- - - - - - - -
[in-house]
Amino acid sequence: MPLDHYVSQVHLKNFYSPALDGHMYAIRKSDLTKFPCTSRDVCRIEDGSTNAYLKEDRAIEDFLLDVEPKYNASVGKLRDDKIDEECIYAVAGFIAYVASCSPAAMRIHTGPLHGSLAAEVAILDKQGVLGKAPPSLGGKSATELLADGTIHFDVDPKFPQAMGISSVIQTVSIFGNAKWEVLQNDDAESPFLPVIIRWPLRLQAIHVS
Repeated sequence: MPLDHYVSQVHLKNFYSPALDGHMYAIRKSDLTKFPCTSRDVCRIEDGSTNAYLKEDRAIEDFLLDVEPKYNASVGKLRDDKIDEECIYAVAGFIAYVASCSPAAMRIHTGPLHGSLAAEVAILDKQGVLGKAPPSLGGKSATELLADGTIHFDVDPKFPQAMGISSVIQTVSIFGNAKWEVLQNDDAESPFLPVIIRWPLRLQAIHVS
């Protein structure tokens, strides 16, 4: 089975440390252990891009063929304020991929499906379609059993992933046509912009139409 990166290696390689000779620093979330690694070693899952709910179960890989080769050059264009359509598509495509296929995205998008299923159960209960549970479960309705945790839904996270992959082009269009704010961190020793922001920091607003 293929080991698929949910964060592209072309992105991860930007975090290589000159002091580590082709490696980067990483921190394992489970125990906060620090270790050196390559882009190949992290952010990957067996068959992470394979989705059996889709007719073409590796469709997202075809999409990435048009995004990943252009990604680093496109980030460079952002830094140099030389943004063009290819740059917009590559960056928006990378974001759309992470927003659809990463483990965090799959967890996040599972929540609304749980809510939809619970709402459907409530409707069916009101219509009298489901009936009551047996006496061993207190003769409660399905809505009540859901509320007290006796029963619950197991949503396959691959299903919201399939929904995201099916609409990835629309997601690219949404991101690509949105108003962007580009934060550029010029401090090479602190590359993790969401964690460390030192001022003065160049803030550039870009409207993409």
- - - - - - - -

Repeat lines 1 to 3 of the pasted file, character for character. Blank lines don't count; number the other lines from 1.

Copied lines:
[in-house]
Amino acid sequence: MPLDHYVSQVHLKNFYSPALDGHMYAIRKSDLTKFPCTSRDVCRIEDGSTNAYLKEDRAIEDFLLDVEPKYNASVGKLRDDKIDEECIYAVAGFIAYVASCSPAAMRIHTGPLHGSLAAEVAILDKQGVLGKAPPSLGGKSATELLADGTIHFDVDPKFPQAMGISSVIQTVSIFGNAKWEVLQNDDAESPFLPVIIRWPLRLQAIHVS
Repeated sequence: MPLDHYVSQVHLKNFYSPALDGHMYAIRKSDLTKFPCTSRDVCRIEDGSTNAYLKEDRAIEDFLLDVEPKYNASVGKLRDDKIDEECIYAVAGFIAYVASCSPAAMRIHTGPLHGSLAAEVAILDKQGVLGKAPPSLGGKSATELLADGTIHFDVDPKFPQAMGISSVIQTVSIFGNAKWEVLQNDDAESPFLPVIIRWPLRLQAIHVS